I’ve had a thought bouncing around, somewhat inchoate, that I shall now try to render in the language you humans call "English," despite the fuzzy-headedness brought on by Seattle’s relentlessly gray sky. Pardon the rambling.
You constantly see stories in the media about things that might derail our still-nascent efforts to avert the worst of climate change. Sometimes it’s the price of oil falling, or the price of oil rising; or the economic downturn; or intransigence on the part of this or that country, or this or that industry. The implication is always the same: we’ll get to climate change when everything lines up juuust so, and it’s not … quite … there yet.
This tendency has become absurd during Obama’s transition. Throughout the campaign, Obama stuck with his ambitious climate/energy plans; he’s cited it as a top priority repeatedly since winning. But the media just can’t bring themselves to believe he’s really going to throw his lot in with the DFHs. These are Serious Times, and Serious Leaders don’t have time for fuzzy-headed idealism. They have to be Realistic — realism, at this strange pause-before-the-storm moment in history, consisting in the perpetual conviction that stopping climate change is too difficult and expensive to undertake at the moment.
Thus, again and again, you see stories alleging that Obama is going to have to "scale back his ambitious plans," despite his repeated avowals to the contrary. Obama’s every gesture and move is analyzed for signs that he doesn’t really mean what he says. As a kind of reductio ad absurdum, see Keith Johnson’s confident assertion in the WSJ that Obama’s choice for National Security Advisor reveals that "the outcome of [the energy] debate will look more like ‘all of the above’ and less like a ‘green revolution.’" Don’t listen to what Obama says — look at his natsec cabinet choices. No, not that one (Clinton), the other one.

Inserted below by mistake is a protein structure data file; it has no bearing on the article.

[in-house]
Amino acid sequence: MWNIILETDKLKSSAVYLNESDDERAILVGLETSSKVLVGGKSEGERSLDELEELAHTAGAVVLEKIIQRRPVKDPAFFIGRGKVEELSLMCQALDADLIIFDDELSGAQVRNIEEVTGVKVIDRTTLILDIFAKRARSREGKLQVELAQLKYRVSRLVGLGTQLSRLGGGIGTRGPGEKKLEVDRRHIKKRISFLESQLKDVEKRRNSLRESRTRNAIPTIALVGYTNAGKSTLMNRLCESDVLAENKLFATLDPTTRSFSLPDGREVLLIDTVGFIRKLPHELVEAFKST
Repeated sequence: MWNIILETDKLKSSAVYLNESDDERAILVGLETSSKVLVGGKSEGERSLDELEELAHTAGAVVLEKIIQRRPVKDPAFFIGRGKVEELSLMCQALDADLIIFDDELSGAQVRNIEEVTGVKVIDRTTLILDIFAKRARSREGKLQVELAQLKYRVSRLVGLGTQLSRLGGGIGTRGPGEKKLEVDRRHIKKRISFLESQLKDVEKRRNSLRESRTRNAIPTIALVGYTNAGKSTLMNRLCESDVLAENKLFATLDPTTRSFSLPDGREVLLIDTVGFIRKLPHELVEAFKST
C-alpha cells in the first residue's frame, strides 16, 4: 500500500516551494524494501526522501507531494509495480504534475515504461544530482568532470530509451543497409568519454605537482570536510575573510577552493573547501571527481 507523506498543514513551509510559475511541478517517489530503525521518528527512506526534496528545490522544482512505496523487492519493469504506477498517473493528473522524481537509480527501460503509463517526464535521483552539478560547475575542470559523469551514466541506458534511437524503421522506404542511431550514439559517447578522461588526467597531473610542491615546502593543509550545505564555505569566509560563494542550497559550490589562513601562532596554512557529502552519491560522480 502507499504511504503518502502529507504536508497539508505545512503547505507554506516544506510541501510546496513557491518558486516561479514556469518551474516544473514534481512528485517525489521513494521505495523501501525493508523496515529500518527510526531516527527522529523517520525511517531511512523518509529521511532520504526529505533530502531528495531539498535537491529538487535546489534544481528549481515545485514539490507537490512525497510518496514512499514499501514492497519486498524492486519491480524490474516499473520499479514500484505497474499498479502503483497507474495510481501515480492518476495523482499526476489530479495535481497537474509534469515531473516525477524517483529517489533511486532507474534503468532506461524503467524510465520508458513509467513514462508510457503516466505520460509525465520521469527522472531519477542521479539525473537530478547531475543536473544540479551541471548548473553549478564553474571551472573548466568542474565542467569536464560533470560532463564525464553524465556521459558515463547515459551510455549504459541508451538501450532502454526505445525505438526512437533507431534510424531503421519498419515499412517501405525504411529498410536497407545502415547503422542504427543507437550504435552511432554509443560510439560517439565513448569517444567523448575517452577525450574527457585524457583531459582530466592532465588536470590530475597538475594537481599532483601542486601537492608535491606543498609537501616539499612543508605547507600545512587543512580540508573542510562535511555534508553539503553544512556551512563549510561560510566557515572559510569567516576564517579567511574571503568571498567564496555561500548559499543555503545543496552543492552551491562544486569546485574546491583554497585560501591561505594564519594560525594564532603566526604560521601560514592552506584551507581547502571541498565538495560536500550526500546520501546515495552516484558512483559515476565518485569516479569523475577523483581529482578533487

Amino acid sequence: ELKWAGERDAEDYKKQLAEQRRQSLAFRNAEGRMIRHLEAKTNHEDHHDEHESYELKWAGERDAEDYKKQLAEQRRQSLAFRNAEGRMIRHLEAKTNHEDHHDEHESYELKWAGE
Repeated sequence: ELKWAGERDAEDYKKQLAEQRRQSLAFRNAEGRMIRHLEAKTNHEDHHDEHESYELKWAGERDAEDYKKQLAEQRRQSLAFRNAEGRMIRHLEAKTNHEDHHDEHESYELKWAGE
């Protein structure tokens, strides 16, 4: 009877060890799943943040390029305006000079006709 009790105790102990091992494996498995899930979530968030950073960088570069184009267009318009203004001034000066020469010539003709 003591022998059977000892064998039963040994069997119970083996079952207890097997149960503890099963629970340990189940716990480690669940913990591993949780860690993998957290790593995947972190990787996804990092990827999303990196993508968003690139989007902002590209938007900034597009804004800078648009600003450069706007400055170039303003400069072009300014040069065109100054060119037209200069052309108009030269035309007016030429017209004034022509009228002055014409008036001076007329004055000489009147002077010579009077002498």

This isn’t just media bashing. Well, maybe a little. The U.S. media is accustomed to framing serious efforts to tackle climate change — efforts that would seriously curtail the fossil fuel industry — as expensive handouts to a liberal interest group called the environmental movement. But in this case I think they are reflecting common sentiment, not only in the U.S. but in most of the world.
Here’s a question that helps clarify things: what’s negotiable and what isn’t? Clearly America’s commitment to its large financial institutions is not; its commitment to the "free market" is. Our commitment to an enormous military budget is not; our commitment to social programs and healthcare is. The necessity of cheap coal and gas is not; the health of poor communities in Cancer Alley and other blighted areas is.
Obviously such things are sociopolitical artifacts, and they change with time, but you get the idea.
The point is: right now, tackling climate change is negotiable. All the side arguments about clean coal, oil shale, driving, flying, etc. ultimately trace back to that. Right now, averting climate change bows to any number of competing priorities — low energy prices, the health of the coal industry, the electoral fortunes of liberals in coal states, "energy independence," and others to boot.
That’s what it means to say that people don’t understand the danger of climate change. It’s not that they don’t accept the basic facts on an intellectual level — polls have found acceptance of those basic facts for years, decades even. Look at all the talk, the meetings, the treaties.
What hasn’t happened yet is the gestalt shift, the emotional transition to viewing climate change not as a priority among others but as an existential imperative, a matter of survival. It is still negotiable; we’re still bargaining with it.
Until that fundamental shift is made, the sound and fury won’t amount to much.